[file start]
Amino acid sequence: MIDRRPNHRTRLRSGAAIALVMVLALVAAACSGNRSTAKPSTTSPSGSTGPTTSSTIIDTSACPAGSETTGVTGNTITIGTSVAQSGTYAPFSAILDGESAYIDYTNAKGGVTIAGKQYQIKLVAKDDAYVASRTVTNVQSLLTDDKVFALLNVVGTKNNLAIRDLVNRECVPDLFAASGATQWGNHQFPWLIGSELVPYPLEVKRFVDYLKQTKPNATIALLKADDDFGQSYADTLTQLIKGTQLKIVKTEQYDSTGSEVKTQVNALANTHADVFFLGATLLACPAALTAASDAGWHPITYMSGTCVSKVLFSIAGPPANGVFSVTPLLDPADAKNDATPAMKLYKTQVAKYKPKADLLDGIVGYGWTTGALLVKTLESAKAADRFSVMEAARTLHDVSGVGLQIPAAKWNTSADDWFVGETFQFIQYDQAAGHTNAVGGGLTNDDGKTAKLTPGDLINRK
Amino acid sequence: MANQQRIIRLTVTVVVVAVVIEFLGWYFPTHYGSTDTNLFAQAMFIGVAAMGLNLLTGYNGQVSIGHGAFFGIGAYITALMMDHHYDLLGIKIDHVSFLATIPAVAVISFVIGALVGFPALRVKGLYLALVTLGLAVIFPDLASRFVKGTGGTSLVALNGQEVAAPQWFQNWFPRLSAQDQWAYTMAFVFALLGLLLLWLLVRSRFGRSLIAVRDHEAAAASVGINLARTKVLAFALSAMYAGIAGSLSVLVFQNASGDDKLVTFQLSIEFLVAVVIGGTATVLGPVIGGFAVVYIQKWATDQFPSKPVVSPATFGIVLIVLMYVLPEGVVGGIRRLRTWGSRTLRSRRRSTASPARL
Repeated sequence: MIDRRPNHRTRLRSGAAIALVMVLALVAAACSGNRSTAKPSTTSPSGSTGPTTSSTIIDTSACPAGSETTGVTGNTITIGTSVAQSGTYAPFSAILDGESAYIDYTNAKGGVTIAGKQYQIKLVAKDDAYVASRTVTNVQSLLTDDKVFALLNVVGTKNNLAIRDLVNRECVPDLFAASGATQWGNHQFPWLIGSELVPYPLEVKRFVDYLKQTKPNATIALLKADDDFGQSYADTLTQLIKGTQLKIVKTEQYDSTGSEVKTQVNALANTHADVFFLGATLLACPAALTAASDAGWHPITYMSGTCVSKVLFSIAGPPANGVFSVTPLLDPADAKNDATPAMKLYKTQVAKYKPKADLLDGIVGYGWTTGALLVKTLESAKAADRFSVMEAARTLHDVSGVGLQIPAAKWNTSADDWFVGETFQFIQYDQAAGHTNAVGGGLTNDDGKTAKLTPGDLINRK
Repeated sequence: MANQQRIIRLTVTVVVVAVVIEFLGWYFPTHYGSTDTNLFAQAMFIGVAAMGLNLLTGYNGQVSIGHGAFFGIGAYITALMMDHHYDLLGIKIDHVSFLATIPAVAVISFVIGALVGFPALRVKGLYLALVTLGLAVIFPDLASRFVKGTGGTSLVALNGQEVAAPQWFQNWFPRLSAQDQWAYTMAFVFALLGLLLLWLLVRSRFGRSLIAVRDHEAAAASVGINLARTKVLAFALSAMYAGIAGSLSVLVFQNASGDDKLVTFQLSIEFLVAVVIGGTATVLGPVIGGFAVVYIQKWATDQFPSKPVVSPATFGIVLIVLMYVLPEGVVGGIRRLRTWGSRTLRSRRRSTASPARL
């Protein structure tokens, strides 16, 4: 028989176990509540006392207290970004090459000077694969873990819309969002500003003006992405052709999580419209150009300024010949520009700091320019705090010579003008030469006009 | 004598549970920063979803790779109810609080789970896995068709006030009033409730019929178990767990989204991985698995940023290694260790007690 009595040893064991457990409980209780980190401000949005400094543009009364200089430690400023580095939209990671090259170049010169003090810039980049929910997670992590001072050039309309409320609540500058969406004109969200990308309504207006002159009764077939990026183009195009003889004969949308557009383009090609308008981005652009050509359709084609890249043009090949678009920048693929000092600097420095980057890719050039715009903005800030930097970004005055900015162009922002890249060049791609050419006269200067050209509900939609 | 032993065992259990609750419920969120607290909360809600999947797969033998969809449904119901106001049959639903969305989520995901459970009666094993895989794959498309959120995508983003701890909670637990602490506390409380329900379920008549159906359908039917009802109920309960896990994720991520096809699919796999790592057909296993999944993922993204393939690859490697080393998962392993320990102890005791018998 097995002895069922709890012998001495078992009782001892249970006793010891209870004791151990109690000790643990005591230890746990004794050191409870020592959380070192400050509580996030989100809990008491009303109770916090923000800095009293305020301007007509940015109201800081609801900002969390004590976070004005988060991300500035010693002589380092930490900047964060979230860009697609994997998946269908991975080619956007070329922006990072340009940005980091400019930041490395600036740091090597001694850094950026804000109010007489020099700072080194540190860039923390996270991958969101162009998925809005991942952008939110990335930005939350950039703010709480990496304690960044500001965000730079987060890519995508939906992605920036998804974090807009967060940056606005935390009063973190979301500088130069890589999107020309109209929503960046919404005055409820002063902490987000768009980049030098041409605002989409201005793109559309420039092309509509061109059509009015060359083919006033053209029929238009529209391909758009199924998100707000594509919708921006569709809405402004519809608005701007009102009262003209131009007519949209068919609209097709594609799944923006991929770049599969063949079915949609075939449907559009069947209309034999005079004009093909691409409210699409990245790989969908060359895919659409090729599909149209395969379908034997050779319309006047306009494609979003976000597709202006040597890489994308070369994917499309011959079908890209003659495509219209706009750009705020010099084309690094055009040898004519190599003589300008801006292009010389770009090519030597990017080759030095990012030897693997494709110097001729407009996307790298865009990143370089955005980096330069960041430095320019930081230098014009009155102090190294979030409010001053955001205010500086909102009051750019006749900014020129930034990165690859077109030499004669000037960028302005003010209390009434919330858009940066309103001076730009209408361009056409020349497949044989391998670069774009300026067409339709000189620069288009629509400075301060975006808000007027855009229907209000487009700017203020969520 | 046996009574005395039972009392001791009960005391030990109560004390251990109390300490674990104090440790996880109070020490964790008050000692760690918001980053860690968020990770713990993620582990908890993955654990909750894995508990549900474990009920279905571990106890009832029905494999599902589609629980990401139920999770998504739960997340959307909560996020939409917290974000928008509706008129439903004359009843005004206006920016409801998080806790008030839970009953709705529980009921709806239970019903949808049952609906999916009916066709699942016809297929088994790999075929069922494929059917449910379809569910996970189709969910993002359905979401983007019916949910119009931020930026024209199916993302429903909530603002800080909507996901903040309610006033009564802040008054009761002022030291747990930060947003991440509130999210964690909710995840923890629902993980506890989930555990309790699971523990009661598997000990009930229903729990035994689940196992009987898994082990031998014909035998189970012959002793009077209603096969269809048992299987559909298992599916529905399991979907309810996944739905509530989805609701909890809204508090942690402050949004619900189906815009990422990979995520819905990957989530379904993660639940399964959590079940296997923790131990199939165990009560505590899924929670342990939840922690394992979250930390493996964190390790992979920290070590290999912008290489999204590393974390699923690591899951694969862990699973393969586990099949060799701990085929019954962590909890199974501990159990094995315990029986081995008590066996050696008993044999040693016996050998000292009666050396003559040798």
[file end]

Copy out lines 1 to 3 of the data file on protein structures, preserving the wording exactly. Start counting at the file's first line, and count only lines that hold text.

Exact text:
Amino acid sequence: MIDRRPNHRTRLRSGAAIALVMVLALVAAACSGNRSTAKPSTTSPSGSTGPTTSSTIIDTSACPAGSETTGVTGNTITIGTSVAQSGTYAPFSAILDGESAYIDYTNAKGGVTIAGKQYQIKLVAKDDAYVASRTVTNVQSLLTDDKVFALLNVVGTKNNLAIRDLVNRECVPDLFAASGATQWGNHQFPWLIGSELVPYPLEVKRFVDYLKQTKPNATIALLKADDDFGQSYADTLTQLIKGTQLKIVKTEQYDSTGSEVKTQVNALANTHADVFFLGATLLACPAALTAASDAGWHPITYMSGTCVSKVLFSIAGPPANGVFSVTPLLDPADAKNDATPAMKLYKTQVAKYKPKADLLDGIVGYGWTTGALLVKTLESAKAADRFSVMEAARTLHDVSGVGLQIPAAKWNTSADDWFVGETFQFIQYDQAAGHTNAVGGGLTNDDGKTAKLTPGDLINRK
Amino acid sequence: MANQQRIIRLTVTVVVVAVVIEFLGWYFPTHYGSTDTNLFAQAMFIGVAAMGLNLLTGYNGQVSIGHGAFFGIGAYITALMMDHHYDLLGIKIDHVSFLATIPAVAVISFVIGALVGFPALRVKGLYLALVTLGLAVIFPDLASRFVKGTGGTSLVALNGQEVAAPQWFQNWFPRLSAQDQWAYTMAFVFALLGLLLLWLLVRSRFGRSLIAVRDHEAAAASVGINLARTKVLAFALSAMYAGIAGSLSVLVFQNASGDDKLVTFQLSIEFLVAVVIGGTATVLGPVIGGFAVVYIQKWATDQFPSKPVVSPATFGIVLIVLMYVLPEGVVGGIRRLRTWGSRTLRSRRRSTASPARL
Repeated sequence: MIDRRPNHRTRLRSGAAIALVMVLALVAAACSGNRSTAKPSTTSPSGSTGPTTSSTIIDTSACPAGSETTGVTGNTITIGTSVAQSGTYAPFSAILDGESAYIDYTNAKGGVTIAGKQYQIKLVAKDDAYVASRTVTNVQSLLTDDKVFALLNVVGTKNNLAIRDLVNRECVPDLFAASGATQWGNHQFPWLIGSELVPYPLEVKRFVDYLKQTKPNATIALLKADDDFGQSYADTLTQLIKGTQLKIVKTEQYDSTGSEVKTQVNALANTHADVFFLGATLLACPAALTAASDAGWHPITYMSGTCVSKVLFSIAGPPANGVFSVTPLLDPADAKNDATPAMKLYKTQVAKYKPKADLLDGIVGYGWTTGALLVKTLESAKAADRFSVMEAARTLHDVSGVGLQIPAAKWNTSADDWFVGETFQFIQYDQAAGHTNAVGGGLTNDDGKTAKLTPGDLINRK